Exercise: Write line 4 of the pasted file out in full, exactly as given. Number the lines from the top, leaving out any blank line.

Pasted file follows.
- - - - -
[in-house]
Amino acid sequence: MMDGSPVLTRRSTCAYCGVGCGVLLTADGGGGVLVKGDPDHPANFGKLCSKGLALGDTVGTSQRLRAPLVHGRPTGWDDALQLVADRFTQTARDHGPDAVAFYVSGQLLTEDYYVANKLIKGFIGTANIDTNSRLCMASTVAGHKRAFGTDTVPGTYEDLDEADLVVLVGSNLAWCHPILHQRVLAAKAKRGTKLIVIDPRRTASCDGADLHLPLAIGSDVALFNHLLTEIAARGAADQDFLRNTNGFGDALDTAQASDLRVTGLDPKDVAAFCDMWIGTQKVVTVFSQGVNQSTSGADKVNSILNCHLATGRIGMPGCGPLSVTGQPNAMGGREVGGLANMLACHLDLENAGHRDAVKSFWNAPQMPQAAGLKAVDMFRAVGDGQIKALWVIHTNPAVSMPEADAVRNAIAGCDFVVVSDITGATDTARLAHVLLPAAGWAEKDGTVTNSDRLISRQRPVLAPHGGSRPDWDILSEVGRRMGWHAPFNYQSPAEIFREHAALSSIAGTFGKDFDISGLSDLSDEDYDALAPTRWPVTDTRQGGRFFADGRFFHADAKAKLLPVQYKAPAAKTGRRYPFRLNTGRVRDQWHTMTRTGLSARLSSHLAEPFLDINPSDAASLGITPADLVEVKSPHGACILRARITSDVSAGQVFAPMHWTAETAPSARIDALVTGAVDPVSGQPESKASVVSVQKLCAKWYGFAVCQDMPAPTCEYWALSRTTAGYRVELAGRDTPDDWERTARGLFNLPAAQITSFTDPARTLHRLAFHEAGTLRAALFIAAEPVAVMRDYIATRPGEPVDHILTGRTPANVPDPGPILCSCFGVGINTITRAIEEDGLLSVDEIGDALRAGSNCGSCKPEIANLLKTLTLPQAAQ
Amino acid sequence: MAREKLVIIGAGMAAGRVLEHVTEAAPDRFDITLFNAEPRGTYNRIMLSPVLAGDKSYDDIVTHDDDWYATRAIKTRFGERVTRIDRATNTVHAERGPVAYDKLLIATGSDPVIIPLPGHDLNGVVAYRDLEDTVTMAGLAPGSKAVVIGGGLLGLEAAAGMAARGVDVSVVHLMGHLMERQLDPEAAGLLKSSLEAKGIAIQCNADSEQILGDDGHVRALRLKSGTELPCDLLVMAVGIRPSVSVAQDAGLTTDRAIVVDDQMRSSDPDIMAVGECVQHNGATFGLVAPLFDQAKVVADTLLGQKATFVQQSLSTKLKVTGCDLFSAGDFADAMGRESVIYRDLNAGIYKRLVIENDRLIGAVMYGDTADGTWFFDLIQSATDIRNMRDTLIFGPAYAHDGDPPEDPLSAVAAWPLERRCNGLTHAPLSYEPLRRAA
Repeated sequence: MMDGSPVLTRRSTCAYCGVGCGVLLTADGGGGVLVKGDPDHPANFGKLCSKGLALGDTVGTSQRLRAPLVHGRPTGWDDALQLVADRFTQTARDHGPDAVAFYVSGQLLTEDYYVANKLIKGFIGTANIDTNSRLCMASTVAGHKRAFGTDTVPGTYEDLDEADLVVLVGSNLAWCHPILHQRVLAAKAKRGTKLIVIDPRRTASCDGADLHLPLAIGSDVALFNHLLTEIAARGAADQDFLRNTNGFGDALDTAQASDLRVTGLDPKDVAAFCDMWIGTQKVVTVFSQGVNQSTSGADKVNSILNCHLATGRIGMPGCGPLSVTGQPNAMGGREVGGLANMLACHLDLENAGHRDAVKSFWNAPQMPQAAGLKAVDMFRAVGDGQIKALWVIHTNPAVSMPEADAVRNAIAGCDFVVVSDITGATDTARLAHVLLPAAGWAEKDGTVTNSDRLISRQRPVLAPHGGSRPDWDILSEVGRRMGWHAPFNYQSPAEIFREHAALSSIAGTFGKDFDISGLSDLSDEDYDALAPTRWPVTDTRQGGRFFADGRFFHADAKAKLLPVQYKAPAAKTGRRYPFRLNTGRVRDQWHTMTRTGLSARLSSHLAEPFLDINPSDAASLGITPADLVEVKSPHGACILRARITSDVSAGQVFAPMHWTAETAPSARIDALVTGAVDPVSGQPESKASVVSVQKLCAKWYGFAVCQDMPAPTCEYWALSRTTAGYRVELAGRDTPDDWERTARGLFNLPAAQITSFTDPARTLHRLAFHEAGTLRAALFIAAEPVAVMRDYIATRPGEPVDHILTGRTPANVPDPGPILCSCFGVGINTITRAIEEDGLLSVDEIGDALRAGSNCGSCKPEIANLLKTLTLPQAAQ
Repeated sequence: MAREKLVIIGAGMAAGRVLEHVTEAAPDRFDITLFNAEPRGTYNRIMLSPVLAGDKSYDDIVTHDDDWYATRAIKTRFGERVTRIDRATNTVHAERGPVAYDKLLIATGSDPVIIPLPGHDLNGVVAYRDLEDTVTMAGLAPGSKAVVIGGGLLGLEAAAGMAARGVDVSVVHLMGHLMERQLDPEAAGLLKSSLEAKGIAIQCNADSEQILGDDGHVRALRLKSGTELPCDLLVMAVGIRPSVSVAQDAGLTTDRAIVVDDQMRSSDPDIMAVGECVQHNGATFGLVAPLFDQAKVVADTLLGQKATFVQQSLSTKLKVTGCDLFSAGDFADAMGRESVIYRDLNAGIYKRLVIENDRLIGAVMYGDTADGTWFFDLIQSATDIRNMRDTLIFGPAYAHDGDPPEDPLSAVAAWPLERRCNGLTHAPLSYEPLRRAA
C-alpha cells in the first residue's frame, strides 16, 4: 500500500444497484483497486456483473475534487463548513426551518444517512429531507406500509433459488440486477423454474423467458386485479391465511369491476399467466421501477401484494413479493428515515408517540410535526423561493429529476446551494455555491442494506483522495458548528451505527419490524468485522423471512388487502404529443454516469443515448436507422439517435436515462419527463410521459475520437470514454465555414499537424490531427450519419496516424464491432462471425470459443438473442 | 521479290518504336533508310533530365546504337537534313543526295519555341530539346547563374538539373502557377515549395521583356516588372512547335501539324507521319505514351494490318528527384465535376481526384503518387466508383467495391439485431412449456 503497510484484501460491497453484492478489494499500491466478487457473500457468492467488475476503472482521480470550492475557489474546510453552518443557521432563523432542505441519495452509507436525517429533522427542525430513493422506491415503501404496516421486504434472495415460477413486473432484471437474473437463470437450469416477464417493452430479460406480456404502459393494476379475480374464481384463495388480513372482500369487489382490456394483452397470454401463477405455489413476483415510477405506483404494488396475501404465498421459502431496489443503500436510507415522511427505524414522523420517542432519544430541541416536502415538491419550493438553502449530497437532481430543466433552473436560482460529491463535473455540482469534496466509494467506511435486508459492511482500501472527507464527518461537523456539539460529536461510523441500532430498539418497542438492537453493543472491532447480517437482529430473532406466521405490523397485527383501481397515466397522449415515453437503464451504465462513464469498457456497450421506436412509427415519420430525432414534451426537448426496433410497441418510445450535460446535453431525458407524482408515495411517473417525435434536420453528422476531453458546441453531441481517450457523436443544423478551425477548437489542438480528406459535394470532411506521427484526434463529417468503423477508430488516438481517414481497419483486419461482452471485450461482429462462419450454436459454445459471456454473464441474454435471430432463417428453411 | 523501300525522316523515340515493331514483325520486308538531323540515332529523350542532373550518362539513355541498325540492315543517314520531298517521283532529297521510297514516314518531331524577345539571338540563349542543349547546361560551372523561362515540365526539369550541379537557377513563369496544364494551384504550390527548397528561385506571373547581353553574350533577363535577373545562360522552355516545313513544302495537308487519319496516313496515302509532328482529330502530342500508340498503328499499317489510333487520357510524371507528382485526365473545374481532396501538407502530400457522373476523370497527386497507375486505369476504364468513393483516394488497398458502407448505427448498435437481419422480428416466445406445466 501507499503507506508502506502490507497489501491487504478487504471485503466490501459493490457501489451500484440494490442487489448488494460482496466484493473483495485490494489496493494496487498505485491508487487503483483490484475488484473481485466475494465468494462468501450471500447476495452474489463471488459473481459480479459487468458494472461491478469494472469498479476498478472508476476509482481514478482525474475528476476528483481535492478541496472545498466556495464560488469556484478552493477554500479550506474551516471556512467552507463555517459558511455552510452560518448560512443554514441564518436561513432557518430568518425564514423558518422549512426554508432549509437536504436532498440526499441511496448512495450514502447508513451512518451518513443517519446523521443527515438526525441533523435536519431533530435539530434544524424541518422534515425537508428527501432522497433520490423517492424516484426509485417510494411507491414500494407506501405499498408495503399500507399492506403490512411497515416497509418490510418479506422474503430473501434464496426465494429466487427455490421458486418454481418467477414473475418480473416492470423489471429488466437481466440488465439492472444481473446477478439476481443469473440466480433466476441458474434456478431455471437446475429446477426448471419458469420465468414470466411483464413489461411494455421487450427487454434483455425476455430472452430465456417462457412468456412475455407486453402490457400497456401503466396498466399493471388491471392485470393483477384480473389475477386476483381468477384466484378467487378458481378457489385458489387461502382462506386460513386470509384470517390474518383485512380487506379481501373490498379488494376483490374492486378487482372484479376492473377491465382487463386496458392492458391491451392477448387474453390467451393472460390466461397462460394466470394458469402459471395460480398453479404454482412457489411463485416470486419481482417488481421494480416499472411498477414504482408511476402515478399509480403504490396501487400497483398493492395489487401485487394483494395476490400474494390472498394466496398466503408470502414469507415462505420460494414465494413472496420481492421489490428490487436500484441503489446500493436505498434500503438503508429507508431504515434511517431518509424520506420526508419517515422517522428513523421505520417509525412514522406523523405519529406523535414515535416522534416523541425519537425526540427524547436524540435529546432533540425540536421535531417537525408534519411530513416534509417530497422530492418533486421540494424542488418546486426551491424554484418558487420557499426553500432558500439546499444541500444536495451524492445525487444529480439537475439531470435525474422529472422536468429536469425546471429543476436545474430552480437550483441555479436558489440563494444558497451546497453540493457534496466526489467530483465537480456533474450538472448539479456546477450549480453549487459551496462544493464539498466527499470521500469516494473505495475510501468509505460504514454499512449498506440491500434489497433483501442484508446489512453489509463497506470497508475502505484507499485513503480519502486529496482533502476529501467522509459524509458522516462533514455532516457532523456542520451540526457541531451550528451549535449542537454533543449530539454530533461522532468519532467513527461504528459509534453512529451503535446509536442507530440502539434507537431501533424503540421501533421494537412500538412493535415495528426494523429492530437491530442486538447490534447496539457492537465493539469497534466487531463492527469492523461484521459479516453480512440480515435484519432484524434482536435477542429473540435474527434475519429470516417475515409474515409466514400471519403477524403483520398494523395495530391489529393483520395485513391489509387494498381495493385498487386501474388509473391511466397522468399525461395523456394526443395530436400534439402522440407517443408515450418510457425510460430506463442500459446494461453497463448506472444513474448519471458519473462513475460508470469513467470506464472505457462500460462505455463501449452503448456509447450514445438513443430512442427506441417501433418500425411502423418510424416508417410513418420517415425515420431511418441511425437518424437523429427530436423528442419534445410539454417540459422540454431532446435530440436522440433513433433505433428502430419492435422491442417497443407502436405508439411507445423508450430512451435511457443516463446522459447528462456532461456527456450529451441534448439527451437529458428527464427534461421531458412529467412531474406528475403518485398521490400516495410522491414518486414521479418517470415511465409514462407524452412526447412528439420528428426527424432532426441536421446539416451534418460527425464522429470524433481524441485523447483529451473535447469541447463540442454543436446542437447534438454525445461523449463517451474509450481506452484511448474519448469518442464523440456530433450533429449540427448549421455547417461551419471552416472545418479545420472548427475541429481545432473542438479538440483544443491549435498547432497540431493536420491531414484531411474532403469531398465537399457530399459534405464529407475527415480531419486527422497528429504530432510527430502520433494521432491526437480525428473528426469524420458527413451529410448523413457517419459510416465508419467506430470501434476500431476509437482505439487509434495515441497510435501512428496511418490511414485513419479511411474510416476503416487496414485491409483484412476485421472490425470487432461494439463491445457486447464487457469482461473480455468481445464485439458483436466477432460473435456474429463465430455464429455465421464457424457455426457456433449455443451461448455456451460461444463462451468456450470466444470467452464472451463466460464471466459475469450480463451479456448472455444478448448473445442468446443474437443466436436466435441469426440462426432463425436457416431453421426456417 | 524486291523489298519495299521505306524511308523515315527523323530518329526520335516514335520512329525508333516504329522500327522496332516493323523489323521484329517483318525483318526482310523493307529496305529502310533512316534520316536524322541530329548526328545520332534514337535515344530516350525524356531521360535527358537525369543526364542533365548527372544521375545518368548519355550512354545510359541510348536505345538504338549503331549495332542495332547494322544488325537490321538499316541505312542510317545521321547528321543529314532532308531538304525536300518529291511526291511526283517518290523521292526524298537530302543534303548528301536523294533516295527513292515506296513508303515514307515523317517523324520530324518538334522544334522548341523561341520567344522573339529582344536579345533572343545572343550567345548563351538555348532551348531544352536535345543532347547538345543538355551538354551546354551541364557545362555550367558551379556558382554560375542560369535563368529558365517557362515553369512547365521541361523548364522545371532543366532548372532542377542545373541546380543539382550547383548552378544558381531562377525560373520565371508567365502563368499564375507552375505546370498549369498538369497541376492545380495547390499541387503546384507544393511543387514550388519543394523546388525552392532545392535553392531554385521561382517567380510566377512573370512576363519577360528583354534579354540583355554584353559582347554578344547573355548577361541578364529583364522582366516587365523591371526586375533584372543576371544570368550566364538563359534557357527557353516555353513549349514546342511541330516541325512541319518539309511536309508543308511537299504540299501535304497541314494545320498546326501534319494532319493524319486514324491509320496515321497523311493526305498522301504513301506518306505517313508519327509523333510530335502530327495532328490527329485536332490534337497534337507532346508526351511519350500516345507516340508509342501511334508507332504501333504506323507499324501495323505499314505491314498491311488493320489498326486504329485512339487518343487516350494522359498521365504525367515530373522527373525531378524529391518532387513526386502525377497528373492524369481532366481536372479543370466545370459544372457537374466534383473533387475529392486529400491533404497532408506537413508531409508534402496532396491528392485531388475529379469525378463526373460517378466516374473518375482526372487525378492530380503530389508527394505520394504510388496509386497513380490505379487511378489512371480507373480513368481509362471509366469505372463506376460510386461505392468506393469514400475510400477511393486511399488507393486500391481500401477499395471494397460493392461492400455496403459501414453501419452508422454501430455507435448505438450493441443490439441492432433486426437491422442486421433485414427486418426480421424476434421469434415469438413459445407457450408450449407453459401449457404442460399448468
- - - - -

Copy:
Repeated sequence: MMDGSPVLTRRSTCAYCGVGCGVLLTADGGGGVLVKGDPDHPANFGKLCSKGLALGDTVGTSQRLRAPLVHGRPTGWDDALQLVADRFTQTARDHGPDAVAFYVSGQLLTEDYYVANKLIKGFIGTANIDTNSRLCMASTVAGHKRAFGTDTVPGTYEDLDEADLVVLVGSNLAWCHPILHQRVLAAKAKRGTKLIVIDPRRTASCDGADLHLPLAIGSDVALFNHLLTEIAARGAADQDFLRNTNGFGDALDTAQASDLRVTGLDPKDVAAFCDMWIGTQKVVTVFSQGVNQSTSGADKVNSILNCHLATGRIGMPGCGPLSVTGQPNAMGGREVGGLANMLACHLDLENAGHRDAVKSFWNAPQMPQAAGLKAVDMFRAVGDGQIKALWVIHTNPAVSMPEADAVRNAIAGCDFVVVSDITGATDTARLAHVLLPAAGWAEKDGTVTNSDRLISRQRPVLAPHGGSRPDWDILSEVGRRMGWHAPFNYQSPAEIFREHAALSSIAGTFGKDFDISGLSDLSDEDYDALAPTRWPVTDTRQGGRFFADGRFFHADAKAKLLPVQYKAPAAKTGRRYPFRLNTGRVRDQWHTMTRTGLSARLSSHLAEPFLDINPSDAASLGITPADLVEVKSPHGACILRARITSDVSAGQVFAPMHWTAETAPSARIDALVTGAVDPVSGQPESKASVVSVQKLCAKWYGFAVCQDMPAPTCEYWALSRTTAGYRVELAGRDTPDDWERTARGLFNLPAAQITSFTDPARTLHRLAFHEAGTLRAALFIAAEPVAVMRDYIATRPGEPVDHILTGRTPANVPDPGPILCSCFGVGINTITRAIEEDGLLSVDEIGDALRAGSNCGSCKPEIANLLKTLTLPQAAQ